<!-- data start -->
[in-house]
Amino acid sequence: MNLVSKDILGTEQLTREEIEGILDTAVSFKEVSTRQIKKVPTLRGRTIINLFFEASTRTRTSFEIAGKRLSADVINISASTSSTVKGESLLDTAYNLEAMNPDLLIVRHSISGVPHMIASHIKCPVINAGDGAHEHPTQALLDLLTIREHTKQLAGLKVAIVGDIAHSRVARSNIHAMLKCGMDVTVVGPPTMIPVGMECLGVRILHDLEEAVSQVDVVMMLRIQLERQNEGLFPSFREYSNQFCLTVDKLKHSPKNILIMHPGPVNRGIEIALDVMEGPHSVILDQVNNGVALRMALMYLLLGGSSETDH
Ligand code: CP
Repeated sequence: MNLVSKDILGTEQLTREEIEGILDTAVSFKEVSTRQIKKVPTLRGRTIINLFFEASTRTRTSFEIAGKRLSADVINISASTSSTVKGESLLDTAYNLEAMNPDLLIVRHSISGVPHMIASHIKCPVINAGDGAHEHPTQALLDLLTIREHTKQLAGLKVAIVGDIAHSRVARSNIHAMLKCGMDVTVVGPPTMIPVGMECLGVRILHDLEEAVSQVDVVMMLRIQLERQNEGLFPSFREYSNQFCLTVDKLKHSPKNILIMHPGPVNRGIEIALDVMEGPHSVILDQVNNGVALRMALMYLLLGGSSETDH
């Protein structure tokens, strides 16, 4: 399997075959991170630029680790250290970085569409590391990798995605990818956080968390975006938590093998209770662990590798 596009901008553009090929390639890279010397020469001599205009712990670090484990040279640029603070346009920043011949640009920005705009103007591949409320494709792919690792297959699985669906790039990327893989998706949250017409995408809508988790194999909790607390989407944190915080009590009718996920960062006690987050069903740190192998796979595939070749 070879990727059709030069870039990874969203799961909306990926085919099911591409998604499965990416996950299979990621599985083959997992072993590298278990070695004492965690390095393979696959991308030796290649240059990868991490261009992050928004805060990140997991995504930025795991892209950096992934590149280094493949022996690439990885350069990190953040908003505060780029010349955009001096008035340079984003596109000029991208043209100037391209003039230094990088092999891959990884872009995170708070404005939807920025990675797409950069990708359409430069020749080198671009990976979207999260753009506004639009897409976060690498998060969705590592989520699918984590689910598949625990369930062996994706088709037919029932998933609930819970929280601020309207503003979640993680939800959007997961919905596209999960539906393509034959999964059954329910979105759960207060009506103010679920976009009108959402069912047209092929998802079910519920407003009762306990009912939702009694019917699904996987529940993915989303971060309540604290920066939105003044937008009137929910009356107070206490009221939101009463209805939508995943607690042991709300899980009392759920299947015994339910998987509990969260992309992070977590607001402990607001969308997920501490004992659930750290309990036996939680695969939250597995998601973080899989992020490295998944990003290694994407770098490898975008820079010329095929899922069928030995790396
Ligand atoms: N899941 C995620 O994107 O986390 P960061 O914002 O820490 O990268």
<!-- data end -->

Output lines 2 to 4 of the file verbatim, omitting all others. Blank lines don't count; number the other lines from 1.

Amino acid sequence: MNLVSKDILGTEQLTREEIEGILDTAVSFKEVSTRQIKKVPTLRGRTIINLFFEASTRTRTSFEIAGKRLSADVINISASTSSTVKGESLLDTAYNLEAMNPDLLIVRHSISGVPHMIASHIKCPVINAGDGAHEHPTQALLDLLTIREHTKQLAGLKVAIVGDIAHSRVARSNIHAMLKCGMDVTVVGPPTMIPVGMECLGVRILHDLEEAVSQVDVVMMLRIQLERQNEGLFPSFREYSNQFCLTVDKLKHSPKNILIMHPGPVNRGIEIALDVMEGPHSVILDQVNNGVALRMALMYLLLGGSSETDH
Ligand code: CP
Repeated sequence: MNLVSKDILGTEQLTREEIEGILDTAVSFKEVSTRQIKKVPTLRGRTIINLFFEASTRTRTSFEIAGKRLSADVINISASTSSTVKGESLLDTAYNLEAMNPDLLIVRHSISGVPHMIASHIKCPVINAGDGAHEHPTQALLDLLTIREHTKQLAGLKVAIVGDIAHSRVARSNIHAMLKCGMDVTVVGPPTMIPVGMECLGVRILHDLEEAVSQVDVVMMLRIQLERQNEGLFPSFREYSNQFCLTVDKLKHSPKNILIMHPGPVNRGIEIALDVMEGPHSVILDQVNNGVALRMALMYLLLGGSSETDH